Heads or Heads is the musical brainchild of 22 year-old Alex Harbolt, who describes his project as "simultaneously avant-garde and easy-listening." Harbolt is also an actor, filmmaker and writer, seeing the intersection of these practices as something "to be ingested as nothing more than a part of the story that is being told; I don't want anything to feel out of place or not within the vision." His new album, Low Angles, due in April, was inspired by his first-ever trip to Los Angeles. Read more about its inception below in our exclusive interview with the artist.
Describe the making of your sophomore effort, Low Angles. What inspired it? How does it build on your first album?
This album was inspired by a trip I took to Los Angeles in December 2018 with my girlfriend. It was the first time in LA for both of us and I remember being there and so many crazy things kept happening that in my head I was going "I can make an album out of this." I grew up in rural Missouri and always wondered what places like LA would be like - it's sort of been a dream to live there for a while now. And being there in person was a very surreal experience.
One of the differences separating this album from my first one is that I've become much more meticulous in the craft. I made Am Enigma in about 2 months time, completely by myself in my apartment. I really had no idea what I was doing, I had never extensively used music making software or had any formal musical training, it was very much a run n' gun process. Low Angles is almost exactly the opposite of that - I've worked on it for almost 18 months now. I listen back to the first album and I cringe at it because I've learned so much more since then. Not to say I think my music is bad - just that I think this album will show a natural progression.
How long have you been a songwriter? Who were some of your earliest influences?
I've been trying to write songs since I was in middle school I suppose - those were all influenced by bands I adored as kid like Green Day or Coldplay. And to be fair, I still think Billie Joe Armstrong and Chris Martin are songwriting geniuses. But nowadays I don't even think of myself as a songwriter so much as I am a studio painter. I sorta sit down at a canvas and throw stuff at it until it begins to find a form, there's never any one big idea for a melody or a concept of what the lyrics will be about - usually I don't write lyrics until the instrumentation is totally finished, if there are even lyrics at all.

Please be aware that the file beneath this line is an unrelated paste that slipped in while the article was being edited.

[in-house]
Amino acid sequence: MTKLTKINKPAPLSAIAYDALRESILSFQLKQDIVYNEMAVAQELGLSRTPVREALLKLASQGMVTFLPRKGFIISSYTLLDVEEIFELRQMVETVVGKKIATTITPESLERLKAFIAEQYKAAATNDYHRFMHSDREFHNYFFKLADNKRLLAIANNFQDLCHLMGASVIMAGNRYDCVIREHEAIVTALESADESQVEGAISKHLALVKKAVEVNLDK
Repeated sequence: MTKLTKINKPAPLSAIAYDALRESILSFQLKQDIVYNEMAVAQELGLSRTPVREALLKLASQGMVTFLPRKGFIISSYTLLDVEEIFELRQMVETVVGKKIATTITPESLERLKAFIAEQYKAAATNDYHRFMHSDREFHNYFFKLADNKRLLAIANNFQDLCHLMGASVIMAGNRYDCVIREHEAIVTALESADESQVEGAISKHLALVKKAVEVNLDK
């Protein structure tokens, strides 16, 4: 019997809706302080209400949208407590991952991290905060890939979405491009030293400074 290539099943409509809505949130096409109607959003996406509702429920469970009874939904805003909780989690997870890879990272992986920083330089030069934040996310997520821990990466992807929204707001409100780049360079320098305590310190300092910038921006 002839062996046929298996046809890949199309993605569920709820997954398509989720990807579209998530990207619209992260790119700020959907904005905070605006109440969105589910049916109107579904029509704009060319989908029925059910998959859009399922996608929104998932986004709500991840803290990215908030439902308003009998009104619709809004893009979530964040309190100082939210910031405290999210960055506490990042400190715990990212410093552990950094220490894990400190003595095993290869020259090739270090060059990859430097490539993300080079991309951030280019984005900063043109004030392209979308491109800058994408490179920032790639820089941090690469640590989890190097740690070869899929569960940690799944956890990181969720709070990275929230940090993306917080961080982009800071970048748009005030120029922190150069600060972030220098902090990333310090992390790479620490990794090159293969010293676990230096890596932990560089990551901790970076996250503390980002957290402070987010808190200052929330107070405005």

You’re also a filmmaker, writer and actor. How do all of these creative outlets intersect with your music?
My other passions do heavily influence the way I approach and analyze both the music I make and the music I listen to. I think being a filmmaker has an effect on my music, some people say it sounds 'cinematic' which I mean, makes me feel pretty flattered because I'm glad there is a connection to be made. Some tracks on this new album are almost intended to be ingested as nothing more than a part of the story that is being told - I don't want anything to feel out of place or not within the vision.
Describe your creative process. Are you a heavy editor of your music?
Yeah so needless to say I am 100% guilty of being a perfectionist with my music. And I'm never truly satisfied, but I hope to get each song to a level of me being like, "okay, it's listenable," which is hopefully enough for other people as well. But the creative process this time around has allowed me to branch out and try new things. I have some great friends who play live with me when we do shows and they are each insanely more skilled than myself. So on one of the songs I wanted our drummer and guitarist to be able to contribute and we all play on the last track on the album which to me is the best because I'm being helped by some truly talented people.
What music currently inspires you?
I'm a pretty big fan of Tame Impala's new tracks and am very excited for his next album. Beck has and will always be a huge influence, along with anything Thom Yorke does. But there's quite a few smaller bands I've found recently that I'm a big fan of - my girlfriend is the #1 supplier of good music for me to listen to. So yeah, some artists like Hector Gachan, Richard In Your Mind, !!!, Spirit and the Cosmic Heart.
Alex Harbolt's recommendations from the Johnson County Library catalog:
1. Wilderness: The Lost Writings of Jim Morrison by Jim Morrison
2. The Beach Bum - Directed by Harmony Korine (the comments on the website seem to indicate a lot of people hate it, I love it!)
3. The Information by Beck
4. Drive -- Directed by Nicolas Winding Refn
5. Manufacturing Consent by Noam Chomsky